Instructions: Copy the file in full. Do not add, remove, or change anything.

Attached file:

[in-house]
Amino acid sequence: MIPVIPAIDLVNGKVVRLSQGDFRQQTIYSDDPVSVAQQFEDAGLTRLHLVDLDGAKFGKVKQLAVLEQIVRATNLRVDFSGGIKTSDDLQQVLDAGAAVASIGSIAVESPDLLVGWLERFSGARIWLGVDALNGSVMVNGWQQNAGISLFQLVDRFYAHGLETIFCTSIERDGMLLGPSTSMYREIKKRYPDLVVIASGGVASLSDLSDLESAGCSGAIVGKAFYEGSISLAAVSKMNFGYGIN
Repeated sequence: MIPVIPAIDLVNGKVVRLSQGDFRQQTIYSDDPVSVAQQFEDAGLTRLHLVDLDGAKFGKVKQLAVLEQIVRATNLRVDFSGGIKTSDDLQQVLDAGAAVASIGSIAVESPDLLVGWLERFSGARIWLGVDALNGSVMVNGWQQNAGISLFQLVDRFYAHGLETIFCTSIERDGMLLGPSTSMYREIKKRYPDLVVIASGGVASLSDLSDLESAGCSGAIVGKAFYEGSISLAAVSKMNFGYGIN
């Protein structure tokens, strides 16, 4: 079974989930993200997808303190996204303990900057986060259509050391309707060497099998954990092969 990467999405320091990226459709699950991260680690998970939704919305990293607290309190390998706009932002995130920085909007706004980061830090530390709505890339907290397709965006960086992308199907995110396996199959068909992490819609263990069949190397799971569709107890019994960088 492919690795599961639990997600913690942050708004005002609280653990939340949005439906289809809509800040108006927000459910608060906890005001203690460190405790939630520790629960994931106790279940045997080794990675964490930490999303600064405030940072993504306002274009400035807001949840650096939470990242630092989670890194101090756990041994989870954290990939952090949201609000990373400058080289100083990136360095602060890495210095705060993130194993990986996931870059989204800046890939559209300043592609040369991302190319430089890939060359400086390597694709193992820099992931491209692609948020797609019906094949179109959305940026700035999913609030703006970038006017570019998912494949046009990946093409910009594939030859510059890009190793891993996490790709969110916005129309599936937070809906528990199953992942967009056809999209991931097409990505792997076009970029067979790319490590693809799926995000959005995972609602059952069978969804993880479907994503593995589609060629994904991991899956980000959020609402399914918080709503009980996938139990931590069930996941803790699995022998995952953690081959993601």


[in-house]
Amino acid sequence: MIPVIPAIDLVNGKVVRLSQGDFRQQTIYSDDPVSVAQQFEDAGLTRLHLVDLDGAKFGKVKQLAVLEQIVRATNLRVDFSGGIKTSDDLQQVLDAGAAVASIGSIAVESPDLLVGWLERFSGARIWLGVDALNGSVMVNGWQQNAGISLFQLVDRFYAHGLETIFCTSIERDGMLLGPSTSMYREIKKRYPDLVVIASGGVASLSDLSDLESAGCSGAIVGKAFYEGSISLAAVSKMNFGYGIN
Repeated sequence: MIPVIPAIDLVNGKVVRLSQGDFRQQTIYSDDPVSVAQQFEDAGLTRLHLVDLDGAKFGKVKQLAVLEQIVRATNLRVDFSGGIKTSDDLQQVLDAGAAVASIGSIAVESPDLLVGWLERFSGARIWLGVDALNGSVMVNGWQQNAGISLFQLVDRFYAHGLETIFCTSIERDGMLLGPSTSMYREIKKRYPDLVVIASGGVASLSDLSDLESAGCSGAIVGKAFYEGSISLAAVSKMNFGYGIN
């Protein structure tokens, strides 16, 4: 079974989930993200997808303190996204303990900057986060259509050391309707060497099998954990092969 990467999405320091990226459709699950991260680690998970939704919305990293607290309190390998706009932002995130920085909007706004980061830090530390709505890339907290397709965006960086992308199907995110396996199959068909992490819609263990069949190397799971569709107890019994960088 492919690795599961639990997600913690942050708004005002609280653990939340949005439906289809809509800040108006927000459910608060906890005001203690460190405790939630520790629960994931106790279940045997080794990675964490930490999303600064405030940072993504306002274009400035807001949840650096939470990242630092989670890194101090756990041994989870954290990939952090949201609000990373400058080289100083990136360095602060890495210095705060993130194993990986996931870059989204800046890939559209300043592609040369991302190319430089890939060359400086390597694709193992820099992931491209692609948020797609019906094949179109959305940026700035999913609030703006970038006017570019998912494949046009990946093409910009594939030859510059890009190793891993996490790709969110916005129309599936937070809906528990199953992942967009056809999209991931097409990505792997076009970029067979790319490590693809799926995000959005995972609602059952069978969804993880479907994503593995589609060629994904991991899956980000959020609402399914918080709503009980996938139990931590069930996941803790699995022998995952953690081959993601």